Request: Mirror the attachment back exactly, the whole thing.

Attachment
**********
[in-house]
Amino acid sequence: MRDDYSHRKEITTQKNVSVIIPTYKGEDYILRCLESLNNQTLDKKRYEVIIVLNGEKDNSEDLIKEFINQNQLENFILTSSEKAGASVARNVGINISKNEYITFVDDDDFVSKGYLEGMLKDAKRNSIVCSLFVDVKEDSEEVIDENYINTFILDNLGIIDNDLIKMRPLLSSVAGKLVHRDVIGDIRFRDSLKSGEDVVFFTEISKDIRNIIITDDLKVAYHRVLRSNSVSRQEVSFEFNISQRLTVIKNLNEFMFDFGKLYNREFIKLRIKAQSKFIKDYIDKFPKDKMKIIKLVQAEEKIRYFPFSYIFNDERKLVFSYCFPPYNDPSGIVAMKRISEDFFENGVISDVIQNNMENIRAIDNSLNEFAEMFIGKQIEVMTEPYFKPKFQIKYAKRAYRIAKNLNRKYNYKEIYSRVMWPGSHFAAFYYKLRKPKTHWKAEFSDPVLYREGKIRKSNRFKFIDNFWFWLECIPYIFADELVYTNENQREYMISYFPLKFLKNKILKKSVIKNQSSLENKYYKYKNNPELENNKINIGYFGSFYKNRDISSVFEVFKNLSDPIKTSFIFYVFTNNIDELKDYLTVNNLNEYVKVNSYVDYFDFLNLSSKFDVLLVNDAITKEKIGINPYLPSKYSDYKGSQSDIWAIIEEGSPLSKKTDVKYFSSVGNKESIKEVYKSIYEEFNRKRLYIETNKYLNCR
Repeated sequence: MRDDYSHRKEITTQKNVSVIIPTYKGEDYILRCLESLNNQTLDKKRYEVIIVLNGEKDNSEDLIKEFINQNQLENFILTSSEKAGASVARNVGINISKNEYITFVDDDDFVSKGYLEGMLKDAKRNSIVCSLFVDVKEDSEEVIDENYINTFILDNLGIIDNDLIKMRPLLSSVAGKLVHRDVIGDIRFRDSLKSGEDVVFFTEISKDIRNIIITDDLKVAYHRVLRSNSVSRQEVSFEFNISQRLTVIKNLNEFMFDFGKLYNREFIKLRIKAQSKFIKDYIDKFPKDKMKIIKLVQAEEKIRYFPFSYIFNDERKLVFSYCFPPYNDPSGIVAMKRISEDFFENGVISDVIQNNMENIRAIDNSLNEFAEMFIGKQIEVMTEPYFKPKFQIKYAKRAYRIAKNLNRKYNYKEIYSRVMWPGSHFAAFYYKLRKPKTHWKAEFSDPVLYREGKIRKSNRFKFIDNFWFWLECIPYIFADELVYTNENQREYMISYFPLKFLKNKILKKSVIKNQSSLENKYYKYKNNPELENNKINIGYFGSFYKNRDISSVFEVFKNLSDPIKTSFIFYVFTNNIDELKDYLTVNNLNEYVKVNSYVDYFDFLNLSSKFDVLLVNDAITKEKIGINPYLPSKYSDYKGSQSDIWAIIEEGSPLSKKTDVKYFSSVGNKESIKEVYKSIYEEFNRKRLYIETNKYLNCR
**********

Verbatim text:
[in-house]
Amino acid sequence: MRDDYSHRKEITTQKNVSVIIPTYKGEDYILRCLESLNNQTLDKKRYEVIIVLNGEKDNSEDLIKEFINQNQLENFILTSSEKAGASVARNVGINISKNEYITFVDDDDFVSKGYLEGMLKDAKRNSIVCSLFVDVKEDSEEVIDENYINTFILDNLGIIDNDLIKMRPLLSSVAGKLVHRDVIGDIRFRDSLKSGEDVVFFTEISKDIRNIIITDDLKVAYHRVLRSNSVSRQEVSFEFNISQRLTVIKNLNEFMFDFGKLYNREFIKLRIKAQSKFIKDYIDKFPKDKMKIIKLVQAEEKIRYFPFSYIFNDERKLVFSYCFPPYNDPSGIVAMKRISEDFFENGVISDVIQNNMENIRAIDNSLNEFAEMFIGKQIEVMTEPYFKPKFQIKYAKRAYRIAKNLNRKYNYKEIYSRVMWPGSHFAAFYYKLRKPKTHWKAEFSDPVLYREGKIRKSNRFKFIDNFWFWLECIPYIFADELVYTNENQREYMISYFPLKFLKNKILKKSVIKNQSSLENKYYKYKNNPELENNKINIGYFGSFYKNRDISSVFEVFKNLSDPIKTSFIFYVFTNNIDELKDYLTVNNLNEYVKVNSYVDYFDFLNLSSKFDVLLVNDAITKEKIGINPYLPSKYSDYKGSQSDIWAIIEEGSPLSKKTDVKYFSSVGNKESIKEVYKSIYEEFNRKRLYIETNKYLNCR
Repeated sequence: MRDDYSHRKEITTQKNVSVIIPTYKGEDYILRCLESLNNQTLDKKRYEVIIVLNGEKDNSEDLIKEFINQNQLENFILTSSEKAGASVARNVGINISKNEYITFVDDDDFVSKGYLEGMLKDAKRNSIVCSLFVDVKEDSEEVIDENYINTFILDNLGIIDNDLIKMRPLLSSVAGKLVHRDVIGDIRFRDSLKSGEDVVFFTEISKDIRNIIITDDLKVAYHRVLRSNSVSRQEVSFEFNISQRLTVIKNLNEFMFDFGKLYNREFIKLRIKAQSKFIKDYIDKFPKDKMKIIKLVQAEEKIRYFPFSYIFNDERKLVFSYCFPPYNDPSGIVAMKRISEDFFENGVISDVIQNNMENIRAIDNSLNEFAEMFIGKQIEVMTEPYFKPKFQIKYAKRAYRIAKNLNRKYNYKEIYSRVMWPGSHFAAFYYKLRKPKTHWKAEFSDPVLYREGKIRKSNRFKFIDNFWFWLECIPYIFADELVYTNENQREYMISYFPLKFLKNKILKKSVIKNQSSLENKYYKYKNNPELENNKINIGYFGSFYKNRDISSVFEVFKNLSDPIKTSFIFYVFTNNIDELKDYLTVNNLNEYVKVNSYVDYFDFLNLSSKFDVLLVNDAITKEKIGINPYLPSKYSDYKGSQSDIWAIIEEGSPLSKKTDVKYFSSVGNKESIKEVYKSIYEEFNRKRLYIETNKYLNCR